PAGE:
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Carlton: Tampa's Gasparilla now sails sea of diversity

So it's Gasparilla again, Tampa's rich, historic tradition of pirates and parades, beer, beads, and the occasional bawd, a town at its best and, okay, sometimes its worst.

The weather the mayor ordered should arrive on time, cool enough Saturday morning that even hardcore partiers won't start bending elbows early because it's hot and hate stumbling by noon. Because on this day, it is not unusual to spot someone enjoying a frosty beverage with the sun barely up, Tampa partying Mardi Gras style.

Gasparilla is the same as it's been for decades — festooned pirate ship gliding across the bay, scarred and bandana'd marauders, kids large and small begging beads tossed skyward from floats, the city in full party mode — but also not the same.

One of my very first glimpses of Gasparilla years ago always comes back to me: A gangplank to carry the pirates off the ship and onto dry land buckled. So a bunch of workers, many of them black, hoisted it on their shoulders as the white pirates, the city's elite dressed up for a day of play, plundered off.

I remember, too, the story of a Gasparilla luncheon at the Tampa Yacht Club in the 1980s. Some imbibing pirates got in a food fight, with the wait staff looking at the mess they would have to clean up and no less than Mayor Sandy Freedman ducking under a table when the silverware started flying.

Time — and even Gasparilla — changes. After the big brouhaha over Ye Mystic Krewe's all-white, all-male membership, they admitted a few black members. Today you have more than 50 krewes in the pirate party: a krewe for "women of spirit and wit," krewes of sailboaters and riverboat gamblers, the Krewe of Buffalo Soldiers, a krewe in kilts.

There's even Ye Notorious Krewe of the Peg Leg Pirate, with a core mission of helping amputees and their families. Now there's a bunch that knows how to mix purpose with fun.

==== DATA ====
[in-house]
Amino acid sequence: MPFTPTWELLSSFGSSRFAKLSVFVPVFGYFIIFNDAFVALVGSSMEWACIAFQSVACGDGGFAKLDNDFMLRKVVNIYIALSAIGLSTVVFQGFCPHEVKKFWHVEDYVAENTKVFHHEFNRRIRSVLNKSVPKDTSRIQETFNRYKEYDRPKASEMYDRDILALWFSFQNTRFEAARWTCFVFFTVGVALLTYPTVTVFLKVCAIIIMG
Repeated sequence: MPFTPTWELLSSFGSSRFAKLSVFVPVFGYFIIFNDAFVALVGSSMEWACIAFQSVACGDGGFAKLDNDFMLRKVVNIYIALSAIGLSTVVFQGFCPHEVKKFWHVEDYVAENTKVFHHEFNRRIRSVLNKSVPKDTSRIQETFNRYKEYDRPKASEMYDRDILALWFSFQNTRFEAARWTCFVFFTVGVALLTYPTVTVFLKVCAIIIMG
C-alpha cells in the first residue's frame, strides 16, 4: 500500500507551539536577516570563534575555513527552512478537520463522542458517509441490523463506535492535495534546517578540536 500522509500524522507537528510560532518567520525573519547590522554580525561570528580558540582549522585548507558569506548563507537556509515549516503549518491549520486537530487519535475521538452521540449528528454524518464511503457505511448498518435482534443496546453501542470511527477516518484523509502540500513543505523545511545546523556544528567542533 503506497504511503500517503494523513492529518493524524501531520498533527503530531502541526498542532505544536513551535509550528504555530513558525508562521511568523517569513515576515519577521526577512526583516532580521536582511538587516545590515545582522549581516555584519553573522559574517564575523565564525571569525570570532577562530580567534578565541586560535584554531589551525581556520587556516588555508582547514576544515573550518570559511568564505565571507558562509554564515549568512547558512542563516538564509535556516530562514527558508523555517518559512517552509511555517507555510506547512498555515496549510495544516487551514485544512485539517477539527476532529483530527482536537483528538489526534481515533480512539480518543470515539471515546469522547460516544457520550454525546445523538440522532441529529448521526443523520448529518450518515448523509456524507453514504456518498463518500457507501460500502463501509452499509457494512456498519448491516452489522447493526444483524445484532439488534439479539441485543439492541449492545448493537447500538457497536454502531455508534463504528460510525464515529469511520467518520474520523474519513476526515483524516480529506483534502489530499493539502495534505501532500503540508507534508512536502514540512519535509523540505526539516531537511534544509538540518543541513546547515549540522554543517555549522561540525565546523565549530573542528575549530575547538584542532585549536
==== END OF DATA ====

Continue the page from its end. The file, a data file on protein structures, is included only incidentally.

And this year, the big party will surely be attended by couples who could not have been legally married as of last Gasparilla, but by today's parade have been legally bethrothed. That's a nice milestone.

But before we start looking too inclusive here, ours is still a party in which a friendly group from one county south will not be parading for reasons still murky. Might it have something to do with the fact that they, too, dress up like pirates? As if!

What's great about Gasparilla is that, beyond the blueblooded bluebeards, it's for everyone. People pour in from rural corners and staid suburbs and grittier city neighborhoods north of Kennedy Boulevard, places some South Tampa denizens still rarely venture — all to play pirate.

And for an only-in-Tampa moment, look, over there, at those Bayshore mansions along the parade route — why, it's socialite Jill Kelley of CIA director scandal fame co-hosting a big do with her neighbors the Maddons, as in former Rays manager Joe, who we're still mad at for leaving us. Okay, so maybe not for today.

Gasparilla at its worst? Too-young kids sick from drinking, adults behaving badly, random peeing, an air of lawlessness, the college-age men I once saw wrestling beads from a homeless man. But police have tamped down on much of that in recent years.

Police who today, by the way, wear badges bearing a skull-and-bones.

Hey, it's Tampa, and also Gasparilla.

Carlton: Tampa's Gasparilla now sails sea of diversity 01/30/15 [Last modified: Friday, January 30, 2015 8:02pm]
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